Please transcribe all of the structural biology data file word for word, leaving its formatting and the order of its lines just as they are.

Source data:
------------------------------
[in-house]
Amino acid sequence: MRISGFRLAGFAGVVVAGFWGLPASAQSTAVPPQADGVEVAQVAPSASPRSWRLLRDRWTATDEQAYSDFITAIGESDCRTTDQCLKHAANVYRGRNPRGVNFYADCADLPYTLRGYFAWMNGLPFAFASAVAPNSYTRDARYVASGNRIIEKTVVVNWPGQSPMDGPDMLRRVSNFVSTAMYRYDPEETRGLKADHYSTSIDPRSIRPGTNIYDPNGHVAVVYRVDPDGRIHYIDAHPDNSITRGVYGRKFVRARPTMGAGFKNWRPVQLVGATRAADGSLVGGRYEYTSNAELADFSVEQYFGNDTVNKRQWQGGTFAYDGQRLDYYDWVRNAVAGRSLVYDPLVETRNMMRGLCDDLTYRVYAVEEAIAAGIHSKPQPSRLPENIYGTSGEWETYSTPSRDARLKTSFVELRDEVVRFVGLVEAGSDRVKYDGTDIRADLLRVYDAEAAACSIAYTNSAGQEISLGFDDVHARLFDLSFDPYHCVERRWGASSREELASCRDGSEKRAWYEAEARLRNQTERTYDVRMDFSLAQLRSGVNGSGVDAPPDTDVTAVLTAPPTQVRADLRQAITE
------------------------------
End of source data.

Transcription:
[in-house]
Amino acid sequence: MRISGFRLAGFAGVVVAGFWGLPASAQSTAVPPQADGVEVAQVAPSASPRSWRLLRDRWTATDEQAYSDFITAIGESDCRTTDQCLKHAANVYRGRNPRGVNFYADCADLPYTLRGYFAWMNGLPFAFASAVAPNSYTRDARYVASGNRIIEKTVVVNWPGQSPMDGPDMLRRVSNFVSTAMYRYDPEETRGLKADHYSTSIDPRSIRPGTNIYDPNGHVAVVYRVDPDGRIHYIDAHPDNSITRGVYGRKFVRARPTMGAGFKNWRPVQLVGATRAADGSLVGGRYEYTSNAELADFSVEQYFGNDTVNKRQWQGGTFAYDGQRLDYYDWVRNAVAGRSLVYDPLVETRNMMRGLCDDLTYRVYAVEEAIAAGIHSKPQPSRLPENIYGTSGEWETYSTPSRDARLKTSFVELRDEVVRFVGLVEAGSDRVKYDGTDIRADLLRVYDAEAAACSIAYTNSAGQEISLGFDDVHARLFDLSFDPYHCVERRWGASSREELASCRDGSEKRAWYEAEARLRNQTERTYDVRMDFSLAQLRSGVNGSGVDAPPDTDVTAVLTAPPTQVRADLRQAITE